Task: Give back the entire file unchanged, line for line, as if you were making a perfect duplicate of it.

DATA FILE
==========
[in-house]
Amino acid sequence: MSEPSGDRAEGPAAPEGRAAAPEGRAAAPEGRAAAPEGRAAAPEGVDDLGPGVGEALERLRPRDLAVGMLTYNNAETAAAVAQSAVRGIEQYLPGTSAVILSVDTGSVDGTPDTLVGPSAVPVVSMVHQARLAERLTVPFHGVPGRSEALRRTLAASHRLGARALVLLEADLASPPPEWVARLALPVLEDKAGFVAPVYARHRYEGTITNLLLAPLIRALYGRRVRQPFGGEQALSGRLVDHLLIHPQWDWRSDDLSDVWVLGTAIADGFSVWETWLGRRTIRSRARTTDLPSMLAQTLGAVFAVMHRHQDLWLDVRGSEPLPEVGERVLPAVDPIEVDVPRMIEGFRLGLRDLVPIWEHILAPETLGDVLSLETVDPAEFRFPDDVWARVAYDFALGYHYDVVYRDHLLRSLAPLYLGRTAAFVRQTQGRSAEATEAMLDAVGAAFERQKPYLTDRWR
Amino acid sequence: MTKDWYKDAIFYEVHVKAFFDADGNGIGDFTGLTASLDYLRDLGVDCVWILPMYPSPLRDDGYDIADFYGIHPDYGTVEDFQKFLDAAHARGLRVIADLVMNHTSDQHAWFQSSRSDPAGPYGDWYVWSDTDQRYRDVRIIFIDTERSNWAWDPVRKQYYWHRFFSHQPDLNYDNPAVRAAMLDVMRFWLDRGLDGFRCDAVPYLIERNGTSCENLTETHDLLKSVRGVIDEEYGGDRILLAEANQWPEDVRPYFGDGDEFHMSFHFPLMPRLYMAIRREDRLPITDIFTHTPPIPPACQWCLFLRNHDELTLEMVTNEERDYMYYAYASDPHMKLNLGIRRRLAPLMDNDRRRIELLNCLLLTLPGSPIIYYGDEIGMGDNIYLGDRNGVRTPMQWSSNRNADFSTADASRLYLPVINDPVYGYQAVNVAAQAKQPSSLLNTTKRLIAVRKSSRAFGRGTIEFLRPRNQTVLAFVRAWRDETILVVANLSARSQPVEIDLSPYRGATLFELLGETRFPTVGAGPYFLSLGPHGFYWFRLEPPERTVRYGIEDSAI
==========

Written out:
[in-house]
Amino acid sequence: MSEPSGDRAEGPAAPEGRAAAPEGRAAAPEGRAAAPEGRAAAPEGVDDLGPGVGEALERLRPRDLAVGMLTYNNAETAAAVAQSAVRGIEQYLPGTSAVILSVDTGSVDGTPDTLVGPSAVPVVSMVHQARLAERLTVPFHGVPGRSEALRRTLAASHRLGARALVLLEADLASPPPEWVARLALPVLEDKAGFVAPVYARHRYEGTITNLLLAPLIRALYGRRVRQPFGGEQALSGRLVDHLLIHPQWDWRSDDLSDVWVLGTAIADGFSVWETWLGRRTIRSRARTTDLPSMLAQTLGAVFAVMHRHQDLWLDVRGSEPLPEVGERVLPAVDPIEVDVPRMIEGFRLGLRDLVPIWEHILAPETLGDVLSLETVDPAEFRFPDDVWARVAYDFALGYHYDVVYRDHLLRSLAPLYLGRTAAFVRQTQGRSAEATEAMLDAVGAAFERQKPYLTDRWR
Amino acid sequence: MTKDWYKDAIFYEVHVKAFFDADGNGIGDFTGLTASLDYLRDLGVDCVWILPMYPSPLRDDGYDIADFYGIHPDYGTVEDFQKFLDAAHARGLRVIADLVMNHTSDQHAWFQSSRSDPAGPYGDWYVWSDTDQRYRDVRIIFIDTERSNWAWDPVRKQYYWHRFFSHQPDLNYDNPAVRAAMLDVMRFWLDRGLDGFRCDAVPYLIERNGTSCENLTETHDLLKSVRGVIDEEYGGDRILLAEANQWPEDVRPYFGDGDEFHMSFHFPLMPRLYMAIRREDRLPITDIFTHTPPIPPACQWCLFLRNHDELTLEMVTNEERDYMYYAYASDPHMKLNLGIRRRLAPLMDNDRRRIELLNCLLLTLPGSPIIYYGDEIGMGDNIYLGDRNGVRTPMQWSSNRNADFSTADASRLYLPVINDPVYGYQAVNVAAQAKQPSSLLNTTKRLIAVRKSSRAFGRGTIEFLRPRNQTVLAFVRAWRDETILVVANLSARSQPVEIDLSPYRGATLFELLGETRFPTVGAGPYFLSLGPHGFYWFRLEPPERTVRYGIEDSAI